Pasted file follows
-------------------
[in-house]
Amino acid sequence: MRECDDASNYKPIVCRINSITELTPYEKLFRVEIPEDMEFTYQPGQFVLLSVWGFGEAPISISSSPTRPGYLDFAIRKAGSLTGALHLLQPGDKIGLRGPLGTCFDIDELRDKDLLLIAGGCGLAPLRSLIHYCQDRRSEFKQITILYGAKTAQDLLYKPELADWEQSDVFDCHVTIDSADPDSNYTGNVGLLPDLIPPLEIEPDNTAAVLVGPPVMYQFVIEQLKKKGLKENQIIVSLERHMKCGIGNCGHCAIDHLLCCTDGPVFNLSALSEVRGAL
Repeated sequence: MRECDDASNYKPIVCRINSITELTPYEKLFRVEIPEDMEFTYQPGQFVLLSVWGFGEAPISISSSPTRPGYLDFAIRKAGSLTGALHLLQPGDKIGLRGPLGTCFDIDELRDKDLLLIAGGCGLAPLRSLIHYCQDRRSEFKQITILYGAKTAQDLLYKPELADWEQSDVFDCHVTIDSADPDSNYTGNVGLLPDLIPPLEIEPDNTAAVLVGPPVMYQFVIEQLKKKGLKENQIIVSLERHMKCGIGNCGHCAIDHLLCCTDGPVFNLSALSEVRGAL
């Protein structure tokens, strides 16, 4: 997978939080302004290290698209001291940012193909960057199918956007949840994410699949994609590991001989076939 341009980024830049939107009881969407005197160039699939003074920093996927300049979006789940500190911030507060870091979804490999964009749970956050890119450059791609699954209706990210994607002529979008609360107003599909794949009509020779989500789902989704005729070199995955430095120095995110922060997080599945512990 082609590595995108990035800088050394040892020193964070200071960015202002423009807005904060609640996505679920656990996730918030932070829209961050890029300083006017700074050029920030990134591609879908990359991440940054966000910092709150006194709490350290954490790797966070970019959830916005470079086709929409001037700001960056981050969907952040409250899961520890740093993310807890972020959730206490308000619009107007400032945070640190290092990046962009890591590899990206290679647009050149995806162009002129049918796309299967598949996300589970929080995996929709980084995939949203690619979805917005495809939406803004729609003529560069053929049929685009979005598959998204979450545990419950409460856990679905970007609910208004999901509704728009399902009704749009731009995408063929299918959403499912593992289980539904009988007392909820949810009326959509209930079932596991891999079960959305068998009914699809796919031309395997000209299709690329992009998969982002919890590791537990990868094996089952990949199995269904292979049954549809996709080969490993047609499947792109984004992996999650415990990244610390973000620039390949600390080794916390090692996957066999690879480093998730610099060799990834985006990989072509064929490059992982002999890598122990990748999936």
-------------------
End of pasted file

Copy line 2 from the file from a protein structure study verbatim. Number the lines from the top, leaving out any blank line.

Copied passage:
Amino acid sequence: MRECDDASNYKPIVCRINSITELTPYEKLFRVEIPEDMEFTYQPGQFVLLSVWGFGEAPISISSSPTRPGYLDFAIRKAGSLTGALHLLQPGDKIGLRGPLGTCFDIDELRDKDLLLIAGGCGLAPLRSLIHYCQDRRSEFKQITILYGAKTAQDLLYKPELADWEQSDVFDCHVTIDSADPDSNYTGNVGLLPDLIPPLEIEPDNTAAVLVGPPVMYQFVIEQLKKKGLKENQIIVSLERHMKCGIGNCGHCAIDHLLCCTDGPVFNLSALSEVRGAL